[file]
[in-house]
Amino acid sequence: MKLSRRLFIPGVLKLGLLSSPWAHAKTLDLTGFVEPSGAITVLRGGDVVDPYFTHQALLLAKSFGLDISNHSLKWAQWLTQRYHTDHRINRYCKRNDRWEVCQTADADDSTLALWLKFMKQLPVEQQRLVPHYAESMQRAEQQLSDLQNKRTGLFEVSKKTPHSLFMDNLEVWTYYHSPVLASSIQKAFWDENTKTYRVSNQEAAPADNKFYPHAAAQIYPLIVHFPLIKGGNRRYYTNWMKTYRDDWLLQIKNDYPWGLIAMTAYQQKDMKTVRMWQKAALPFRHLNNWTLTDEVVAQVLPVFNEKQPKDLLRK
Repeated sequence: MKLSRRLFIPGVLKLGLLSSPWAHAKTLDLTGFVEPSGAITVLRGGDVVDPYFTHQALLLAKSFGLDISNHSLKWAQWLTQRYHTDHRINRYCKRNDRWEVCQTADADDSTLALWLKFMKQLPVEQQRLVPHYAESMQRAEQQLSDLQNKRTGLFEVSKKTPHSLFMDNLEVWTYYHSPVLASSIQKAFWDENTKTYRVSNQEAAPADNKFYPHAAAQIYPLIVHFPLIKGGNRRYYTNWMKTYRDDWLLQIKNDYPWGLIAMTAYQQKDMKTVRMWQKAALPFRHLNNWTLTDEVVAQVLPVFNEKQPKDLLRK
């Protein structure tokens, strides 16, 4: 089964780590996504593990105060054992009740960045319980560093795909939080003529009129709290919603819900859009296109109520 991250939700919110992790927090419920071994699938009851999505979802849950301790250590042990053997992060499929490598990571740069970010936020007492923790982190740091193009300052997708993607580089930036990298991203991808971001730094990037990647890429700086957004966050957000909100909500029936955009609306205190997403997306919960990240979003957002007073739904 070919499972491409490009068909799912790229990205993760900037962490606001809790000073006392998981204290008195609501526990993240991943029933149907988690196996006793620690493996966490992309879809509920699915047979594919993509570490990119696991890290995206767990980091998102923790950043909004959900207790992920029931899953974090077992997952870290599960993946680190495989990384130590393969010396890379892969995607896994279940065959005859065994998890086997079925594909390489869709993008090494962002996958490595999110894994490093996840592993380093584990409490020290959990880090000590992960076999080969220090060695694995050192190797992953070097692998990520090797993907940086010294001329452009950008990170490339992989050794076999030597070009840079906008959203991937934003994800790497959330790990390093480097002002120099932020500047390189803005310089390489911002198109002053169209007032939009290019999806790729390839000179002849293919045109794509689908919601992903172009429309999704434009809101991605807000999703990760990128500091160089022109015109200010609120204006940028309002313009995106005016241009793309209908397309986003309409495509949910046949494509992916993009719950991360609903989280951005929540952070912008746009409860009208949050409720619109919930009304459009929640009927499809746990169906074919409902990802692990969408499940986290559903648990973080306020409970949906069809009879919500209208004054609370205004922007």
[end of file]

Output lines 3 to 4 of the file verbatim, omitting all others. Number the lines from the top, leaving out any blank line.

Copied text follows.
Repeated sequence: MKLSRRLFIPGVLKLGLLSSPWAHAKTLDLTGFVEPSGAITVLRGGDVVDPYFTHQALLLAKSFGLDISNHSLKWAQWLTQRYHTDHRINRYCKRNDRWEVCQTADADDSTLALWLKFMKQLPVEQQRLVPHYAESMQRAEQQLSDLQNKRTGLFEVSKKTPHSLFMDNLEVWTYYHSPVLASSIQKAFWDENTKTYRVSNQEAAPADNKFYPHAAAQIYPLIVHFPLIKGGNRRYYTNWMKTYRDDWLLQIKNDYPWGLIAMTAYQQKDMKTVRMWQKAALPFRHLNNWTLTDEVVAQVLPVFNEKQPKDLLRK
């Protein structure tokens, strides 16, 4: 089964780590996504593990105060054992009740960045319980560093795909939080003529009129709290919603819900859009296109109520 991250939700919110992790927090419920071994699938009851999505979802849950301790250590042990053997992060499929490598990571740069970010936020007492923790982190740091193009300052997708993607580089930036990298991203991808971001730094990037990647890429700086957004966050957000909100909500029936955009609306205190997403997306919960990240979003957002007073739904 070919499972491409490009068909799912790229990205993760900037962490606001809790000073006392998981204290008195609501526990993240991943029933149907988690196996006793620690493996966490992309879809509920699915047979594919993509570490990119696991890290995206767990980091998102923790950043909004959900207790992920029931899953974090077992997952870290599960993946680190495989990384130590393969010396890379892969995607896994279940065959005859065994998890086997079925594909390489869709993008090494962002996958490595999110894994490093996840592993380093584990409490020290959990880090000590992960076999080969220090060695694995050192190797992953070097692998990520090797993907940086010294001329452009950008990170490339992989050794076999030597070009840079906008959203991937934003994800790497959330790990390093480097002002120099932020500047390189803005310089390489911002198109002053169209007032939009290019999806790729390839000179002849293919045109794509689908919601992903172009429309999704434009809101991605807000999703990760990128500091160089022109015109200010609120204006940028309002313009995106005016241009793309209908397309986003309409495509949910046949494509992916993009719950991360609903989280951005929540952070912008746009409860009208949050409720619109919930009304459009929640009927499809746990169906074919409902990802692990969408499940986290559903648990973080306020409970949906069809009879919500209208004054609370205004922007």